MIDIsense is a simple, yet extensible sensor interface system for artists, musicians and others interested in experimenting with sensors. The MIDIsense boards provide a simple way to integrate various common sensors with existing software such as Max/MSP, Ableton Live, etc. or directly to a synthesizer/sequencer with a MIDI in jack. Interface boards are available as kits and (possibly) assembled. Graphical configuration/calibration software is written in wx/Python and wx/C++ and is available for MacOS X or Windows as executable. Linux is not explicitly supported right now.
While there are other projects with similar functionality, this one is the most technically advanced, flexible & inexpensive.
This project is still in "beta" that means that it works well and has been tested but there are still bugs that pop up and the documentation may be incomplete. If you are not comfortable with MIDI this may not be the right kit for you just yet. On the other hand, comments and suggestions to improve the site is very much appreciated and will help get this project to "release" state faster!
If you have any questions/comments, feel free to ask on the Forum
Instead of having one generic board that handles all kinds of sensors, with extensive configuration required, there are 3-4 different boards. Each board is customized to handle a particular kind of sensor. For example, one board handles 'resistive' type sensors: force, bend, and photosensors all act like variable resistors, and require a certain kind of conditioning circuitry. Another board will handle 'capacitive touch' button sensors: this type of sensor requires a specific chip to function. And so on.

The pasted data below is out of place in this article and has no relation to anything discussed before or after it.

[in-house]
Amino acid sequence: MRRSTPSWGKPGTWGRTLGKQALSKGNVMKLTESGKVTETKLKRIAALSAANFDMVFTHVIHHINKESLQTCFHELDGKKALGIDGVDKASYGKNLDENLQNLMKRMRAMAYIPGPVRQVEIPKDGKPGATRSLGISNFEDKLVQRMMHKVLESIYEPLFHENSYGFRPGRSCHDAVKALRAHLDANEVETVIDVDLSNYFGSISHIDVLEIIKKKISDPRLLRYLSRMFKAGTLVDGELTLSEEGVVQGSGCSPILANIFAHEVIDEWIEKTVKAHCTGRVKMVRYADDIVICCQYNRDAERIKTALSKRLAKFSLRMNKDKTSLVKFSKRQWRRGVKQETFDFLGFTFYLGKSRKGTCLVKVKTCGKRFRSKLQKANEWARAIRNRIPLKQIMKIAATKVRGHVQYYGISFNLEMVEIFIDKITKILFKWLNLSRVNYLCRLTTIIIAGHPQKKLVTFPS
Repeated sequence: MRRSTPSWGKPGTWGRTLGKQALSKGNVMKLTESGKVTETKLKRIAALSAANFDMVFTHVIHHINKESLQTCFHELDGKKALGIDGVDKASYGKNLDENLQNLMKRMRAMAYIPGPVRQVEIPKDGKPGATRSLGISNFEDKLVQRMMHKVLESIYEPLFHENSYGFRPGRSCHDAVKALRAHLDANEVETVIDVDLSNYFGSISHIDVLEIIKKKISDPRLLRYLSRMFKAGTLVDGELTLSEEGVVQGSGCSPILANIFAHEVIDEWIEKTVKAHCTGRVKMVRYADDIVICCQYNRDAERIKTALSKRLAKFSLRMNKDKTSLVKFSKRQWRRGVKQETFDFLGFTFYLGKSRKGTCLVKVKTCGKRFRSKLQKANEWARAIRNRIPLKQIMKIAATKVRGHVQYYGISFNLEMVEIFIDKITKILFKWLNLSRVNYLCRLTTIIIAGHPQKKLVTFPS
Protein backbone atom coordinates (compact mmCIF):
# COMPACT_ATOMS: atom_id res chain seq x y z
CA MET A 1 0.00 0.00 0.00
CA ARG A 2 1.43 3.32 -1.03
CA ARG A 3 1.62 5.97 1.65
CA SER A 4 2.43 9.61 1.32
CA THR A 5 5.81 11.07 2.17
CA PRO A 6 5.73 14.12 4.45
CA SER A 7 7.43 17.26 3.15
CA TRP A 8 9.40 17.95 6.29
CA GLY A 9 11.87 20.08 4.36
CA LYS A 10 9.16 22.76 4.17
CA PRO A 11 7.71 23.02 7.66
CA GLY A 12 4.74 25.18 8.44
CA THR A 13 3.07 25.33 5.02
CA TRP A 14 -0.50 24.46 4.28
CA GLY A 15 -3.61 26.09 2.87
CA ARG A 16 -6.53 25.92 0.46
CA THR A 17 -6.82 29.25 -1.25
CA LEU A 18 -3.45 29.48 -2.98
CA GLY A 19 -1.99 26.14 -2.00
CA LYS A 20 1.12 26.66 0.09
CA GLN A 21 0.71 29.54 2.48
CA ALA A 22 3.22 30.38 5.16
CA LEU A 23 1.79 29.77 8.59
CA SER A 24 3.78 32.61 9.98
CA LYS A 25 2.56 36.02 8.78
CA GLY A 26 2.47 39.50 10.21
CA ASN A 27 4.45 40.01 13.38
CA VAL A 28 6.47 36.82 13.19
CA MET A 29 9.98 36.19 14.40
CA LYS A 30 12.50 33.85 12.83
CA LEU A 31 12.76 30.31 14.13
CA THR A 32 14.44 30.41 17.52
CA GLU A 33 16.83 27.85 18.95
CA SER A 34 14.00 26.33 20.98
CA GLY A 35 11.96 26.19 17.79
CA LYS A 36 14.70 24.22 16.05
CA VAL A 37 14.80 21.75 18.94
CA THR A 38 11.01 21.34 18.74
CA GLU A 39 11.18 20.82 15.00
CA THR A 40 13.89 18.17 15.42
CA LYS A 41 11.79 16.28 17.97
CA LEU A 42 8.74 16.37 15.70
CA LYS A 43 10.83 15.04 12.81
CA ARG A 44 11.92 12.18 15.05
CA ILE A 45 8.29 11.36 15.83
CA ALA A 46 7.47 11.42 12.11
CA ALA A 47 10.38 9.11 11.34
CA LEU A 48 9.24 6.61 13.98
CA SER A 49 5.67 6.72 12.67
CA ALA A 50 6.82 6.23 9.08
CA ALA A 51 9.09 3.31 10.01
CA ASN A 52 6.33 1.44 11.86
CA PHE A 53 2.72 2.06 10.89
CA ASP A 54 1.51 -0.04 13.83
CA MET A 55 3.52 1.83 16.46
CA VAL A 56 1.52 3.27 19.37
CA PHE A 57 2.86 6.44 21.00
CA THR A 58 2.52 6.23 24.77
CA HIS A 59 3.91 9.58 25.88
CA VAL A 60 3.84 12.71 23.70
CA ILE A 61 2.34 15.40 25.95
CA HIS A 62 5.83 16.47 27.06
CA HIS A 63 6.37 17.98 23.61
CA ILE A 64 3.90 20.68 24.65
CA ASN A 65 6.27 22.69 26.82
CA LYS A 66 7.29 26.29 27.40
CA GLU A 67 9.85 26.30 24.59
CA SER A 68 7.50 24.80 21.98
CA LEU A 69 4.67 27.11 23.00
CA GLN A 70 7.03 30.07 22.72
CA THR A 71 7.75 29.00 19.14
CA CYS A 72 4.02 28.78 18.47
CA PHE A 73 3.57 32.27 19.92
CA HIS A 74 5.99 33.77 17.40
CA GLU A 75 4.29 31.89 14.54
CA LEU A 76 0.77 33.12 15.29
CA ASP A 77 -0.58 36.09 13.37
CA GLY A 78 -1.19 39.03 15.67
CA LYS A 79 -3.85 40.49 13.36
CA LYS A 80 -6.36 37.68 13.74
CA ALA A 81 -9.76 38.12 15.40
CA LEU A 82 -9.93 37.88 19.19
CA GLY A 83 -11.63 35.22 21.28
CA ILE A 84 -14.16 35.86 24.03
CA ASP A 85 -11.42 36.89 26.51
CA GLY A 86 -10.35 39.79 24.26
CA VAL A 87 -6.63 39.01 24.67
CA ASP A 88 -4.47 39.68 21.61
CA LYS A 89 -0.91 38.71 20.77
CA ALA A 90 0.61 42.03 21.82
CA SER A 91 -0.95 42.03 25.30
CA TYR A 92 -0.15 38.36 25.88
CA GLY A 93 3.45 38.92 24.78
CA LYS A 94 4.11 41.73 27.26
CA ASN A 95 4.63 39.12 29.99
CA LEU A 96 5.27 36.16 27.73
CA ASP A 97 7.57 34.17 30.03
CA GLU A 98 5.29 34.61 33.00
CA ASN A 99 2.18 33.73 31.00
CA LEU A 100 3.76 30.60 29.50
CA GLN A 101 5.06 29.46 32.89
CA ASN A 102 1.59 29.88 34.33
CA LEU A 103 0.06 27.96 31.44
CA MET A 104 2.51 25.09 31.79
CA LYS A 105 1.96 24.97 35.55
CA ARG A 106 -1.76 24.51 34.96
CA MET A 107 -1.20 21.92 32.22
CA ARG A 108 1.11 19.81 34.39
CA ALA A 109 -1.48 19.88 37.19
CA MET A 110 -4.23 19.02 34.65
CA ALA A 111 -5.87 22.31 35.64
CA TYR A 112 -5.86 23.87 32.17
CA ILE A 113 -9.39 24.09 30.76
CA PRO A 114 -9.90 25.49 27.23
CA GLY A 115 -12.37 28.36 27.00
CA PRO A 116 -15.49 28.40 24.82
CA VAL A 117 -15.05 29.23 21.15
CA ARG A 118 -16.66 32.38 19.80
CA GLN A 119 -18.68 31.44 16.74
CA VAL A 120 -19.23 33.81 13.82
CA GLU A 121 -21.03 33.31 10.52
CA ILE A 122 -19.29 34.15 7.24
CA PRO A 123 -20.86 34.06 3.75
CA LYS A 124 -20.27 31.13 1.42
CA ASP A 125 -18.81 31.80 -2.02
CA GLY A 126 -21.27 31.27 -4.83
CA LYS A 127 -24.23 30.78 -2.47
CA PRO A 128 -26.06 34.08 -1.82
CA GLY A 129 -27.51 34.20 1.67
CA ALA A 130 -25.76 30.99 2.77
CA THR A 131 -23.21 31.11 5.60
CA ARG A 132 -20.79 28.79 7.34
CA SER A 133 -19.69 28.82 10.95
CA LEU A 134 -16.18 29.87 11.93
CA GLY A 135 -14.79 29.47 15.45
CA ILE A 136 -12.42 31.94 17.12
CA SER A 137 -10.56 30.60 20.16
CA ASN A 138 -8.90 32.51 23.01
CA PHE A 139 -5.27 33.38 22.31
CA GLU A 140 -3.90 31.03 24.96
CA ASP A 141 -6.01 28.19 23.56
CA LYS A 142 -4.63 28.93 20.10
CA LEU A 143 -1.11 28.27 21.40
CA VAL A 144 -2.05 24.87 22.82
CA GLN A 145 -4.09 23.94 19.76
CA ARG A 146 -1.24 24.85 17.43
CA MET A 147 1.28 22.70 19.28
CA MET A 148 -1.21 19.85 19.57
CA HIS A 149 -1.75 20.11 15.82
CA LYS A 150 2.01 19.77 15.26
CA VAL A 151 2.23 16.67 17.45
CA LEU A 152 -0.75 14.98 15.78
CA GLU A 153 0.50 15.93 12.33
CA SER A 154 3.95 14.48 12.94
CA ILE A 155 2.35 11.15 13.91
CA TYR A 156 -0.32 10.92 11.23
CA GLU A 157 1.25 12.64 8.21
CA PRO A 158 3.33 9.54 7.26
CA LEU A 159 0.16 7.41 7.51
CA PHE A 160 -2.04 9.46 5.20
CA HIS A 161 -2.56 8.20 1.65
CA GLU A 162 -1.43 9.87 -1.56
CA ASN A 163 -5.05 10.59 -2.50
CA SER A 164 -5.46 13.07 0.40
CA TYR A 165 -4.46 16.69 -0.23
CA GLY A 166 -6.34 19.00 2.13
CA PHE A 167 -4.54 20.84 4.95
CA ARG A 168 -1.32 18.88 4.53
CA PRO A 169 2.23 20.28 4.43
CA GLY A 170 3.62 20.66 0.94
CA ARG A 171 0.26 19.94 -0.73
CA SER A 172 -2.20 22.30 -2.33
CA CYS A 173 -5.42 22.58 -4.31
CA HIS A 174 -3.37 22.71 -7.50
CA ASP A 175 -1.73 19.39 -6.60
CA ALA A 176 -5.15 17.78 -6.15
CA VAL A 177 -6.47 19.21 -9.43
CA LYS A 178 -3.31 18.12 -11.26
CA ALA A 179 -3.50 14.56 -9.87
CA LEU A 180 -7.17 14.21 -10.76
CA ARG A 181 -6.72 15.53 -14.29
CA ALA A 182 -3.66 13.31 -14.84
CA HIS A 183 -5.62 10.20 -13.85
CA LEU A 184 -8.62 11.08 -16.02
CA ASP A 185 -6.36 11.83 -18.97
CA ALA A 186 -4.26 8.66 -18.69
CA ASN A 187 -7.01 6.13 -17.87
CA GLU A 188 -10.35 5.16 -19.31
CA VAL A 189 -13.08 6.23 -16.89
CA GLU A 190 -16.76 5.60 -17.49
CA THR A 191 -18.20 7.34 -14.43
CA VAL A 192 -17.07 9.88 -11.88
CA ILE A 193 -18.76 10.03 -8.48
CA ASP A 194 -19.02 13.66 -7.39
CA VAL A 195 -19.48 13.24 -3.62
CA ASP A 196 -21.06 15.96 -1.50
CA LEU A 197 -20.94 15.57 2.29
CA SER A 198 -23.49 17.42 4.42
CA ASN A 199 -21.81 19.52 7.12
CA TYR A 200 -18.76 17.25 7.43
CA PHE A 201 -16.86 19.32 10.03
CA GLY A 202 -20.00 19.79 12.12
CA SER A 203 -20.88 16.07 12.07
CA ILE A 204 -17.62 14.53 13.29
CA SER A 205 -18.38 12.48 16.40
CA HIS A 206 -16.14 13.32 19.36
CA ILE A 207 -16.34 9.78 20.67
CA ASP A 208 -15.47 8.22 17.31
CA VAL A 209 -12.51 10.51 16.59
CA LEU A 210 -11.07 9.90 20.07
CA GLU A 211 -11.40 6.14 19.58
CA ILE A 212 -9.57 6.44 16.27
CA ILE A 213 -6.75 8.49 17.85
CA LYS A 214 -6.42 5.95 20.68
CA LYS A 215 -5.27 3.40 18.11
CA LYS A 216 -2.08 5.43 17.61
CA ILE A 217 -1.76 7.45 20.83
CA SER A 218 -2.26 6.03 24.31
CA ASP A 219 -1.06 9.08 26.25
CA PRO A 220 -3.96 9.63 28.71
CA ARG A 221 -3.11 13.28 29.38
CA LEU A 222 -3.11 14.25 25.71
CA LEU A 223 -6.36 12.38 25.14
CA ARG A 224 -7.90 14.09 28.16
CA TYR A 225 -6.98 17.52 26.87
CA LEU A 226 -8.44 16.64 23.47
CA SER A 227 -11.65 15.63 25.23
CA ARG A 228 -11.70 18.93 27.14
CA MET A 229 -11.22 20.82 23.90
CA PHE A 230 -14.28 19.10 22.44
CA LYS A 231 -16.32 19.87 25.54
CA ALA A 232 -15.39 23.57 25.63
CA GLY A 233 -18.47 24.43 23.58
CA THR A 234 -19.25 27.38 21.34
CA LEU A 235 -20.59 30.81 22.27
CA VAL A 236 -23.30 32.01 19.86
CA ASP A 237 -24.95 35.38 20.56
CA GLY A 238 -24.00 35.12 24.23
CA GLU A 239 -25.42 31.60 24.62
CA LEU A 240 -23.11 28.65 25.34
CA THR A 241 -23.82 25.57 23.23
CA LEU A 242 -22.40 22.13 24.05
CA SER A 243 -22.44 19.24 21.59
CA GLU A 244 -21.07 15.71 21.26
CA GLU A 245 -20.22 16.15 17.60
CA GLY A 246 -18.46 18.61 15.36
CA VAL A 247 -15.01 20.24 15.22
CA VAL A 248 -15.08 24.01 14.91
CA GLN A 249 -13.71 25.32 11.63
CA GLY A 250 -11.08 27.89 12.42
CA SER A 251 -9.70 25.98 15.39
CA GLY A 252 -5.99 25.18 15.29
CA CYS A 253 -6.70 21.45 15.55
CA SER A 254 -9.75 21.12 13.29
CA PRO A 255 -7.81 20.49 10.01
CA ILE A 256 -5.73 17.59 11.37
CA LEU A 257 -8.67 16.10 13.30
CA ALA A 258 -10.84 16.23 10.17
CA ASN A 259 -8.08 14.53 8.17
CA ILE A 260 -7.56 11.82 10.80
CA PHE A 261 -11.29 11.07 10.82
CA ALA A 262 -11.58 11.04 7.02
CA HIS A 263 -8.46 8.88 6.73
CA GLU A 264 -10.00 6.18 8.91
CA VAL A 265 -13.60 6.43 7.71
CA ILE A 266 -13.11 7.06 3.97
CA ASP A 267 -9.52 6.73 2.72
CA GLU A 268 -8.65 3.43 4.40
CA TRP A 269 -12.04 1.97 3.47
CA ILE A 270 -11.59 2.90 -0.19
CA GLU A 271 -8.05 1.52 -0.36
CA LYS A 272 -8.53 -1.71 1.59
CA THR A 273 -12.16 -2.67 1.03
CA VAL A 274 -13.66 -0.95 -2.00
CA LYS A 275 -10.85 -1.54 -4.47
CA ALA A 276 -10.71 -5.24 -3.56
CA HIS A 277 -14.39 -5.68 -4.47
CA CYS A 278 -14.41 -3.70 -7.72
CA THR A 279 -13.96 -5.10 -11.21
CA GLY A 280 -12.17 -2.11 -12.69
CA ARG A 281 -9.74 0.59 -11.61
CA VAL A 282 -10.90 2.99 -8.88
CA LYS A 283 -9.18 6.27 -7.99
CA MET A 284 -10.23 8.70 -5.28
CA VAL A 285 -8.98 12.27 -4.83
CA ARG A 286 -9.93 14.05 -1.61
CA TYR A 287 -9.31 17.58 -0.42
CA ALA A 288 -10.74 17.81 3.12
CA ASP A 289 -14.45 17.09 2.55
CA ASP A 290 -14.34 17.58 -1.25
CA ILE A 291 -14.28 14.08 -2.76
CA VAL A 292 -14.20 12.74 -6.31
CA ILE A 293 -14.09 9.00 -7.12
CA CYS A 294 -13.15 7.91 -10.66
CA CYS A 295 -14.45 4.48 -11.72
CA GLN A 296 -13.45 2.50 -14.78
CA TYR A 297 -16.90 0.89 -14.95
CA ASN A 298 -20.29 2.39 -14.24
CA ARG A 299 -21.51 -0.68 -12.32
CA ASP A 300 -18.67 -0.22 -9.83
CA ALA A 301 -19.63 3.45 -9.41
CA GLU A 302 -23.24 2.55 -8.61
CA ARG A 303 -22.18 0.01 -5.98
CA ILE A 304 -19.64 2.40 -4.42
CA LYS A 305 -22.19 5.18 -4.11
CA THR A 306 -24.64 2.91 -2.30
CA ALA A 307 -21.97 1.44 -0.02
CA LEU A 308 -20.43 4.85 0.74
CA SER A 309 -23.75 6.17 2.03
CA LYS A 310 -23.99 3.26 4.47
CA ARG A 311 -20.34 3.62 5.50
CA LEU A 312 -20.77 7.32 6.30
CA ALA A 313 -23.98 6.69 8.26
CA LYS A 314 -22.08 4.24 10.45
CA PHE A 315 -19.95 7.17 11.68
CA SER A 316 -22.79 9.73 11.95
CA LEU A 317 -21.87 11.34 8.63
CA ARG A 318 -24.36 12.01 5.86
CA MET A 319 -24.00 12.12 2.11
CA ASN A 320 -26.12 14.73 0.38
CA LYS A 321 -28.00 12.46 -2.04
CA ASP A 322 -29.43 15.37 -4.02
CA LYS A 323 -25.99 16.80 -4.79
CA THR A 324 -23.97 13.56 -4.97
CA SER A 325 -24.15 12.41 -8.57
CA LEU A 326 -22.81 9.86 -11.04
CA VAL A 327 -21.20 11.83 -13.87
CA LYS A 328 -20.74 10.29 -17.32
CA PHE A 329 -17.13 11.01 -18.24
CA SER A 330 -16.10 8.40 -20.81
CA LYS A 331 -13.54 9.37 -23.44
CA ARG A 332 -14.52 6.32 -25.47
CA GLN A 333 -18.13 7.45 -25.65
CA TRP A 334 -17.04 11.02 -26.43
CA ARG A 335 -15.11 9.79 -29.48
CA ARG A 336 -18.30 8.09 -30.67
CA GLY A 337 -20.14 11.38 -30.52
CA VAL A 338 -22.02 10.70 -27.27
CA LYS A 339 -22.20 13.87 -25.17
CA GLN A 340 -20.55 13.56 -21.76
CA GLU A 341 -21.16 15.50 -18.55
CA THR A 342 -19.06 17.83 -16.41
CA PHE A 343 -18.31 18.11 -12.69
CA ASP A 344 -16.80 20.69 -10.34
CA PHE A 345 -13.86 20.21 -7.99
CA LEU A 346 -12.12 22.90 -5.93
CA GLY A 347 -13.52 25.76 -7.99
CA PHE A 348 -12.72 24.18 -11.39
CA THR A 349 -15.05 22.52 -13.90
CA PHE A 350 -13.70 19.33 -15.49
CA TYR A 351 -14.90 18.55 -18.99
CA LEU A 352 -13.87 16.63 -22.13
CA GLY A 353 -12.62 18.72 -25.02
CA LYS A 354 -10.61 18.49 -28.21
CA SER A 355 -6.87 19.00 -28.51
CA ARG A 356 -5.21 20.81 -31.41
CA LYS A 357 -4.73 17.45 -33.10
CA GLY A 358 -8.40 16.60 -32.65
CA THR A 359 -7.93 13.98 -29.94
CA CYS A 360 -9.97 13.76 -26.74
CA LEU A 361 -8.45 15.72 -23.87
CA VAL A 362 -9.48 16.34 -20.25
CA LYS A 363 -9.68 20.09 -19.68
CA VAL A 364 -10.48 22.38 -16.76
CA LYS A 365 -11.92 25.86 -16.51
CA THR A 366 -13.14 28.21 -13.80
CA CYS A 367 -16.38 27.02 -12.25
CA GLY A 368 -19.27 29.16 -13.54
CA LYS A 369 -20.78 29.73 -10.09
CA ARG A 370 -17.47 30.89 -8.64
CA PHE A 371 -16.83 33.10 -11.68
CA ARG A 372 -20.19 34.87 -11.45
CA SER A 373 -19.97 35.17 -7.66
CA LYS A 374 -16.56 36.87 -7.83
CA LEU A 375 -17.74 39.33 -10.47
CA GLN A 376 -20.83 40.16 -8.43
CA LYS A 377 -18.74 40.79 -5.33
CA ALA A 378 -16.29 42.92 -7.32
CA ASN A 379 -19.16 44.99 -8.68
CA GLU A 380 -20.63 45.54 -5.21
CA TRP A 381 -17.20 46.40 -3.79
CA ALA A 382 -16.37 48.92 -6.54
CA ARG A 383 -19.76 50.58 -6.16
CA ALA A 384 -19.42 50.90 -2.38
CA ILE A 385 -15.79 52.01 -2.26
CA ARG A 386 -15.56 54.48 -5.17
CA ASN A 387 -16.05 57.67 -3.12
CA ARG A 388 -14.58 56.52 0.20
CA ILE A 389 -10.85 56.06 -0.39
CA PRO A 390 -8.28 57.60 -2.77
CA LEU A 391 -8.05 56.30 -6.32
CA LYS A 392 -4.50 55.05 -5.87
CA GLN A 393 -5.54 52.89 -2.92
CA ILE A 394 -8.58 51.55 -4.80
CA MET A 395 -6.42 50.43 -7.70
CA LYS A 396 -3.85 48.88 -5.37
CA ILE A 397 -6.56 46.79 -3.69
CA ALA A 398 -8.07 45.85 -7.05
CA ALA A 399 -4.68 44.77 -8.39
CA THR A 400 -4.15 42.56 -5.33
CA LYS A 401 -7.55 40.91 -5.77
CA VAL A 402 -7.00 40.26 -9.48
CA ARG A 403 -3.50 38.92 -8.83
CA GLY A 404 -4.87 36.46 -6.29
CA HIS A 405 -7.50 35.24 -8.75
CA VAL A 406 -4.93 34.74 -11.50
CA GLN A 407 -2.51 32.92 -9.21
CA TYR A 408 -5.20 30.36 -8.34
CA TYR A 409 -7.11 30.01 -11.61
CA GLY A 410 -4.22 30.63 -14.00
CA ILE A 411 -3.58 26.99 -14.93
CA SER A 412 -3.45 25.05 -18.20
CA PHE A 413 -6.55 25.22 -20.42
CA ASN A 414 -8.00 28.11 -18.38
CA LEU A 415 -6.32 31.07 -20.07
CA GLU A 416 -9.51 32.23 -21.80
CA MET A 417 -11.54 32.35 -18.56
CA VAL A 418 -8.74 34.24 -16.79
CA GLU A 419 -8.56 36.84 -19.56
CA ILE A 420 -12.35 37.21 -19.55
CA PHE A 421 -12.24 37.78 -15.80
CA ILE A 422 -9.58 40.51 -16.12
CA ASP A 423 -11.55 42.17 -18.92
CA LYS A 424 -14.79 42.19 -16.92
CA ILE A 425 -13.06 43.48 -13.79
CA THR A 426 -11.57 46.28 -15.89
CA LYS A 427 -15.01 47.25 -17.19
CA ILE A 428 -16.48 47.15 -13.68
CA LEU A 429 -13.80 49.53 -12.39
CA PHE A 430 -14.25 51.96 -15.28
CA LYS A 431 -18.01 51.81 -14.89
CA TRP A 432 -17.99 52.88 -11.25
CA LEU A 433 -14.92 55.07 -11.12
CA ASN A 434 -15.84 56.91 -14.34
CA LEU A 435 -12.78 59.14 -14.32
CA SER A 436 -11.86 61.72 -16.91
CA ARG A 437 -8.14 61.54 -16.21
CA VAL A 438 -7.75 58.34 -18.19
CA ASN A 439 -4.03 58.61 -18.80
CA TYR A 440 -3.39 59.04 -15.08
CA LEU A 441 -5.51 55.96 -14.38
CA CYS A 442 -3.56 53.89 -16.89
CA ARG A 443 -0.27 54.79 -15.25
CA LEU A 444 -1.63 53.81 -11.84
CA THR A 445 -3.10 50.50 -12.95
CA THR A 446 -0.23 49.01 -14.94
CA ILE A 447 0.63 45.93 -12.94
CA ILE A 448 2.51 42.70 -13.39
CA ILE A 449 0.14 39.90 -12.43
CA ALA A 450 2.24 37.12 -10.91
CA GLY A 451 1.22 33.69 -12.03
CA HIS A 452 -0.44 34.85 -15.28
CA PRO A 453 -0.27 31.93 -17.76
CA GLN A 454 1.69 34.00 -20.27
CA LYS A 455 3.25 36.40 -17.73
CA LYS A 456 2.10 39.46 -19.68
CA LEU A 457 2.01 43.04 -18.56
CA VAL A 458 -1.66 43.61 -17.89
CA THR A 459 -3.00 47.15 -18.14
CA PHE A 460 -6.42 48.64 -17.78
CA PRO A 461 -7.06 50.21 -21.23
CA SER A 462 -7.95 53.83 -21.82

Why am I doing it this way? Well, if there was only one design, the board would be too generic, and the user would have to wire up the custom circuitry required for each kind of switch, which would invalidate the point of having a kit available.
As a result, the artist that intends to use MIDIsense should first decide what sensors are desired (by reading the sensor page), then purchasing & building the correct kits to handle those sensors (as well as the sensors themselves). The sensors have to be wired up but that doesnt require understanding or designing any electronics, usually you only need to solder extension wires in.
Right now only the resistive sensor board has been released, the other boards are designed but haven't been kitted...The others will be ready to go once I've verified that this system works well for people.